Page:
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Italy: Confederations Cup Disaster

Italy out of the Confederations Cup

Italy out of the Confederations Cup

As the final of the Confederations Cup approaches, the tournament for one team in particular has been an unmitigated disaster. Coming into the competition, as World Champions would surely mean an easy route to the semi-finals at least, however Italy capitulated in almighty fashion. A somewhat fortuitous victory over the USA followed by an embarrassing defeat to Egypt and a master class from Brazil, meant Italy were on the first plane back to Rome.

Going into the tournament Italy were expected to contest the trophy with Brazil and Spain, not necessarily the favourites but with more quality than the other sides, a semi-final berth was the minimum expectation.
Marcelo Lippi named his 23 man squad, ‘old’, ‘past-it’, ‘over the hill’, ‘geriatric’ and claims they ‘don’t have the legs’, were all terms used to by the media to describe the Azzurri hopefuls. Lippi was defiant and had complete faith in his band of World Cup winners.

Personally, I was more concerned with the quality of some, for example Andrea Dossena is not international quality and how he is in an Italy squad remains a mystery to me. Luca Toni has not been performing to the standards set in 2006. While Gattuso has missed most of the season through injury and Cameronesi has also spent large chunks of the campaign on the treatment table. Add this to a 32-year-old Zambrotta, 35-Year-old Cannavaro, 32-year-old Legrottaglie, a recipe for disaster was unquestionably in the making.

In their opening fixture against the USA, Italy started the match well, but as the first half wore on the USA edged more and more into proceedings, creating the best chances of the half. Even after going down to 10 men, USA took the lead through a Landon Donavan penalty. But it wasn’t until the introduction of Giuseppe Rossi that Italy looked dangerous in the final third. He grabbed two goals and all the headlines.

But it was against Egypt that the wheels well and truly came off, a hapless performance both defensively and creatively. Italy lacked ideas going forward and solidity at the back. They fully deserved to be beaten.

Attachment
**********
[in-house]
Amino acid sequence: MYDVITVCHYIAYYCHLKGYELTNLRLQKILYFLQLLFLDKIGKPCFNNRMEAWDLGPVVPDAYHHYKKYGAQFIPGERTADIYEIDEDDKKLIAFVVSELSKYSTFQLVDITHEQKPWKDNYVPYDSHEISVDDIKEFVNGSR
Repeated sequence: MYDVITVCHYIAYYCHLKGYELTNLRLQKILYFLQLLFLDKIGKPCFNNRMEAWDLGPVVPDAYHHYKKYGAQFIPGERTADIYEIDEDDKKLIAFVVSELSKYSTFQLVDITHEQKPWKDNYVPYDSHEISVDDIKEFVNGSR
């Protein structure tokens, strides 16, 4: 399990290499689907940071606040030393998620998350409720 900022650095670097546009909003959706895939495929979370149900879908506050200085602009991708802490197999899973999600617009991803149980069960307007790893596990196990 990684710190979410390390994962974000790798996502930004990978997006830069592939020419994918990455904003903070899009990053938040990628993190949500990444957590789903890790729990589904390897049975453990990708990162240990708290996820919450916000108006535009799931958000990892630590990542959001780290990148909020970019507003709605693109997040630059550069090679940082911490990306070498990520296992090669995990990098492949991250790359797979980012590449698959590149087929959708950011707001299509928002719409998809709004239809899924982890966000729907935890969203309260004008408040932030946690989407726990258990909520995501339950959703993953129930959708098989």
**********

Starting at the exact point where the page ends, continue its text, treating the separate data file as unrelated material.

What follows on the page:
Then came Brazil in the final group game, a win was needed to guarantee qualification but 3 goals in eight minutes put an end to any hopes of winning the match. Although with the USA leading Egypt by thee goals all the Azzurri needed was one goal, but the impotent attack couldn’t even muster a decent opportunity. Italy were humiliated and on their way home.

After such a humbling tournament Lippi must realise that with the World Cup less than a year away, a serious and quick rebuilding program is needed. Young players need to be introduced; Rossi and Santon have to be given more responsibility. Some of the 2006 class need to be dropped for good, as it is quite clear they are not of the required quality any longer.

The tactics have to be rethought, the 4-3-3 does not work, it has been tried for a year and it has be a veritable disaster, the players don’t like it, aren’t suited to it and cannot make it work. It requires a lot of hard work from the midfielders and so called wingers, Pirlo, Montolivo, Rossi et al do not work as hard as the tifosi would like and age has caught up with Gattuso.

Each time Italy changed formation in the competition they were more competitive, relatively speaking of course. Why not use 4-4-1-1 or 4-3-1-2? These are two formations used on a more regular basis in the peninsula, the players are used to them and this would have a positive effect on the side as they would know what their job is on the park.

A couple of positives did come out of the tournament, one being Andrea Pirlo, his passing and vision seem to be back after a two year absence, coupled with his advanced position up the pitch, it is clear he is a vital player for the Azzurri. Second, Giuseppe Rossi, he has clearly demonstrated his quality and must now be one of the first names on the team sheet, young, hungry and with a predatory instinct, he can be the catalyst to a younger, brighter Azzurri, once that may have something to say in 2010 in South Africa.

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  1. Jason Blacklock

    July 8, 2009 at 3:16 pm